posted by cortex at 10:47 AM on February 24 [7 favorites]


In my experience with someone on the autism spectrum, the resistance to change is quite strong, so that suggesting change engenders anxiety and resistance. My ex wants very much to be polite, friendly, generous--but when asked to change a habit he resists. The reasoning is not all that important when it comes to his reaction. Much more important is his overall stress level and cognitive load.

If he does have an ASD, I suspect that when he's with his son your boyfriend's cognitive load is high because he's navigating a relationship that is important to him. He doesn't have the cognitive power to spare on your feelings. He's ruder and more abrupt. Travel ups his stress load and again, he doesn't have the brainpower to spare to figure out what you might like.

The criticism is also familiar. It is a sort of almost disgust at things outside of the familiar, or outside of his routine. Most of us don't care if someone likes a smoothie we don't like. Most of us can accept that other people have reasoning that makes sense even if we don't follow the same line of reasoning. People with ASD often have trouble accepting that on a visceral level, so even if they know intellectually it is fine for people to do things they would not do, it feels bizzare and discomfiting. Ultimately, since their behavior is highly constrained, this leads to frequent clashes like with the smoothie.

Ultimately, the ASD diagnosis was what led me to stop trying, because the underlying issues weren't going to change, and I got tired of feeling lonely and feeling like there was no flexibility in my life.

Anyway, some hopefully helpful stuff relating to your issues.
posted by the young rope-rider at 10:50 AM on February 24 [5 favorites]


That was a bit of a ramble. What I am mostly getting at is that if he does have an ASD (and your anecdotes sound familiar to me), and he accepts that he has it--it isn't necessarily going to change these problem behaviors.

Also, regarding making it work--again, it is about external factors as well. My ex and I, with lots of effort on both our parts, did well until the numerous changes of pregnancy, birth, and baby. Then it was quite impossible to make it work because he had to do an enormous amount just to deal with everyday life stuff and had zero to spare on my feelings. It was not because he didn't care, or because I wasn't flexible enough. ASD can't be solved by you being better somehow, or by awareness on his part.
posted by the young rope-rider at 10:57 AM on February 24 [2 favorites]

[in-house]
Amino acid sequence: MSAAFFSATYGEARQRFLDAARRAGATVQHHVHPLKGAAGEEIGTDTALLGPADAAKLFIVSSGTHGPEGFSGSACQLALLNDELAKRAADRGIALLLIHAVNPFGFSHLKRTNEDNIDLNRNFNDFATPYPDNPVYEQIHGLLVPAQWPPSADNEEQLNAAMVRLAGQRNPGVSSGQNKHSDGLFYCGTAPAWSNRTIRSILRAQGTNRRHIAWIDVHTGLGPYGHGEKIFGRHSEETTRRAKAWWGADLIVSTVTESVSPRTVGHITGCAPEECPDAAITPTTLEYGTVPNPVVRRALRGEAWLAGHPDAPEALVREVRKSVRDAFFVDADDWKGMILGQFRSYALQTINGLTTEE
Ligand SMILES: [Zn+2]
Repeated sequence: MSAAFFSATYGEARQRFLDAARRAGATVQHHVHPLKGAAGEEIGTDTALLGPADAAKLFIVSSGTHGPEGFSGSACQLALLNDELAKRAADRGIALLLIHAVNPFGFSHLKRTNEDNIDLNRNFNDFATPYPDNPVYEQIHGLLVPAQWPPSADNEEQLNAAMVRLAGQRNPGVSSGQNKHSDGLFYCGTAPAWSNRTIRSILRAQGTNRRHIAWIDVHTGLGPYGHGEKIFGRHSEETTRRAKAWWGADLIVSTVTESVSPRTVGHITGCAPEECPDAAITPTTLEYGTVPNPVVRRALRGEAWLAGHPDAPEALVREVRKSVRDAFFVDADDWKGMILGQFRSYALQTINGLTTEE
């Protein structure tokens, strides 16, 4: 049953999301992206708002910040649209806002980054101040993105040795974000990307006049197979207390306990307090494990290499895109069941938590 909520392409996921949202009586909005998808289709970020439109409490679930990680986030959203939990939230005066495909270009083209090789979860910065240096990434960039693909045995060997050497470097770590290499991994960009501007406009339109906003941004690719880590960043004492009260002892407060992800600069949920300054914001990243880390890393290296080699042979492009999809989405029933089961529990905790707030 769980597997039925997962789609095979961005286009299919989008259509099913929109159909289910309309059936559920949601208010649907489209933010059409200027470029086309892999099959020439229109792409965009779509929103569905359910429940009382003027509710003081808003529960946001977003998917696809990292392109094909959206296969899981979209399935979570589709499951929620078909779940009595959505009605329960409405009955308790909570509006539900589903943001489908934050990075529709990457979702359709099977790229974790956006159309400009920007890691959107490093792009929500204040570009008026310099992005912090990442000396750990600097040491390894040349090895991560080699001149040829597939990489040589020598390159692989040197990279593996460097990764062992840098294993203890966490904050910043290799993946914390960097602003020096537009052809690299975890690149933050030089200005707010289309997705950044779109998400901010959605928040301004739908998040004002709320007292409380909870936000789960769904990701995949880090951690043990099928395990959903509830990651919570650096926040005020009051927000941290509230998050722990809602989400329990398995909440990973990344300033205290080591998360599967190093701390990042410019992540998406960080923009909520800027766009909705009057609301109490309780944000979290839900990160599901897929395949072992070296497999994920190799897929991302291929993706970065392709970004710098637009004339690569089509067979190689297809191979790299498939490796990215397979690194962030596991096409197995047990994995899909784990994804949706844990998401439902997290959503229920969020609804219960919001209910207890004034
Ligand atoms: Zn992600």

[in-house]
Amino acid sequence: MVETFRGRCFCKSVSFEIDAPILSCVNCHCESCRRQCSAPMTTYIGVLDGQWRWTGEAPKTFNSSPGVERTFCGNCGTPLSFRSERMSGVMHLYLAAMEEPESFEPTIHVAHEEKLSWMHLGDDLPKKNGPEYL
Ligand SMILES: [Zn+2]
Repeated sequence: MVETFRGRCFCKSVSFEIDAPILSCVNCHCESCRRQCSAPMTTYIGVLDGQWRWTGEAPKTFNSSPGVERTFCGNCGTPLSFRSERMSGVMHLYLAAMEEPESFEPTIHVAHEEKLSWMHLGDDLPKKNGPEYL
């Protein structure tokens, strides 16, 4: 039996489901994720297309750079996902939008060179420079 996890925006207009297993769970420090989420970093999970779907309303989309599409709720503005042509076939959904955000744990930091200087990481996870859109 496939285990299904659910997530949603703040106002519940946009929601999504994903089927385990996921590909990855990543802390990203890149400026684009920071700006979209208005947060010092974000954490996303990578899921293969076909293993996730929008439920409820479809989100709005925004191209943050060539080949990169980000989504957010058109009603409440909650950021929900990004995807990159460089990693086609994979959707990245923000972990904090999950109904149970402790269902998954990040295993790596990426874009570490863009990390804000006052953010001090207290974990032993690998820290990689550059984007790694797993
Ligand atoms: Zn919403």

BUT he had 3 days in the mountains without contact. That's enough

Says who? Obviously he didn't think it was enough, but you did, and that's really the main thing here: you expect a certain emotive, contact-heavy set of behaviors in a relationship, and he expects a certain stoic, contact-independent set of behaviors. Based on my own experience, I'd even suggest that you two are feeding negatively off of each other's needs; his stoicism and distance make you feel needier, and your warmth and presence make him feel more controlled.

Point being: it doesn't have to be some kind of mental problem. It can simply be that you two want and expect different things in a relationship. Talk about each thing directly, reach a compromise, and if you can't (or you do but it isn't actually satisfactory or achievable for one or both of you) then break it off.

You already say you don't respect him, and you obviously don't trust he cares about you, and he doesn't give you fundamentals you need in your relationship. That's what matters, and better to confront it directly.
posted by davejay at 1:22 PM on February 24


You're in therapy together, is anything getting better?

I very truly feel that he would be doing these things if it made sense to him, but I don't think it does.

I disagree. Sometimes, there are things that people do for each other because the other person needs or wants them to be done. Frankly, it sounds like this is a situation where what you need in a relationship is belittled. You're even making excuses for why you needed reassurance and how you don't mind putting up with his nitpicking and criticism, or that you're probably not that lovable when you have PMS, in your own question.

I'm wondering if there is a part of you that is hoping that he does have Aspberger's, because then you can tell yourself that it's not his fault that he's not meeting your needs and that he's a jerk to you sometimes.

This sounds like a difficult situation and I'm sorry you are going through this.
posted by inertia at 1:38 PM on February 24 [1 favorite]


He sounds like a total narcissist. My response to him would be that if he is unable to cultivate some loyalty from you by doing some of these things you like (and calling and checking to see if you are okay while are traveling may be optional, it is something you like) then it is not going to work. If telling him this does not remind him to make you more likely to adore him...he is a lost cause.
posted by OhSusannah at 10:04 PM on February 25